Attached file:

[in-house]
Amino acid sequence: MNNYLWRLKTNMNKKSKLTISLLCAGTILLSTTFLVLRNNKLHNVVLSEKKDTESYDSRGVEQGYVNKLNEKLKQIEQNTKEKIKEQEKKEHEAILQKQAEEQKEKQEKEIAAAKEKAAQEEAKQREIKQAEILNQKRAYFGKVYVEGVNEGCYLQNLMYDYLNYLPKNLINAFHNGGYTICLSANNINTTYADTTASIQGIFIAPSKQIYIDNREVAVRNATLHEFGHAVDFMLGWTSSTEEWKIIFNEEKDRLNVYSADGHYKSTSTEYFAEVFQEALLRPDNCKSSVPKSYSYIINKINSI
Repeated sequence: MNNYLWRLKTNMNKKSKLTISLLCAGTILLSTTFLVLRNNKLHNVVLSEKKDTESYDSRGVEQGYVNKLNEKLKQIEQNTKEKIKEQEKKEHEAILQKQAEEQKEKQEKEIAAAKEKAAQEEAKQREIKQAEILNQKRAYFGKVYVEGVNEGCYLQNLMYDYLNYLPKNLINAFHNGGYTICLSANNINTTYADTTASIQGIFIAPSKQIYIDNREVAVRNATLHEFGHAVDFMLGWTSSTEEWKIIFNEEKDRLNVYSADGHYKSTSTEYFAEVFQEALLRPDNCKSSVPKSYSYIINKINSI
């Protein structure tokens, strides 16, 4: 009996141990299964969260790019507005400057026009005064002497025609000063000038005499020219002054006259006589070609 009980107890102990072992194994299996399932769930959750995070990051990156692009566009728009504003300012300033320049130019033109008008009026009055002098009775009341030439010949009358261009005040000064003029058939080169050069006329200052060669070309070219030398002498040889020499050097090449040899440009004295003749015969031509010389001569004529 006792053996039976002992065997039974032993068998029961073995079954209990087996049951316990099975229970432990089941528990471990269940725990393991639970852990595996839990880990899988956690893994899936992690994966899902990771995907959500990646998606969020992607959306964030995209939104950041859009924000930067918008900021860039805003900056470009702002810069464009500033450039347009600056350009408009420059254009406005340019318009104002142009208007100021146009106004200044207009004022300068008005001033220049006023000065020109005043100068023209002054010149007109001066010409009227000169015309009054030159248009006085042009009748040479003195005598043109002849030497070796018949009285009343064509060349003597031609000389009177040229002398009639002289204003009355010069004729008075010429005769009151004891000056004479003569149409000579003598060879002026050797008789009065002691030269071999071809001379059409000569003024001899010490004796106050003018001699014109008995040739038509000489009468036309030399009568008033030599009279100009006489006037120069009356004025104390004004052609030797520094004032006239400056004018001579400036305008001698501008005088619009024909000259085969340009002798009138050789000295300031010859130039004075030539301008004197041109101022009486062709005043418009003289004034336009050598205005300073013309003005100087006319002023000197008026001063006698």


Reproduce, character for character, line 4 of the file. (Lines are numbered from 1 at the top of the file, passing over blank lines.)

């Protein structure tokens, strides 16, 4: 009996141990299964969260790019507005400057026009005064002497025609000063000038005499020219002054006259006589070609 009980107890102990072992194994299996399932769930959750995070990051990156692009566009728009504003300012300033320049130019033109008008009026009055002098009775009341030439010949009358261009005040000064003029058939080169050069006329200052060669070309070219030398002498040889020499050097090449040899440009004295003749015969031509010389001569004529 006792053996039976002992065997039974032993068998029961073995079954209990087996049951316990099975229970432990089941528990471990269940725990393991639970852990595996839990880990899988956690893994899936992690994966899902990771995907959500990646998606969020992607959306964030995209939104950041859009924000930067918008900021860039805003900056470009702002810069464009500033450039347009600056350009408009420059254009406005340019318009104002142009208007100021146009106004200044207009004022300068008005001033220049006023000065020109005043100068023209002054010149007109001066010409009227000169015309009054030159248009006085042009009748040479003195005598043109002849030497070796018949009285009343064509060349003597031609000389009177040229002398009639002289204003009355010069004729008075010429005769009151004891000056004479003569149409000579003598060879002026050797008789009065002691030269071999071809001379059409000569003024001899010490004796106050003018001699014109008995040739038509000489009468036309030399009568008033030599009279100009006489006037120069009356004025104390004004052609030797520094004032006239400056004018001579400036305008001698501008005088619009024909000259085969340009002798009138050789000295300031010859130039004075030539301008004197041109101022009486062709005043418009003289004034336009050598205005300073013309003005100087006319002023000197008026001063006698």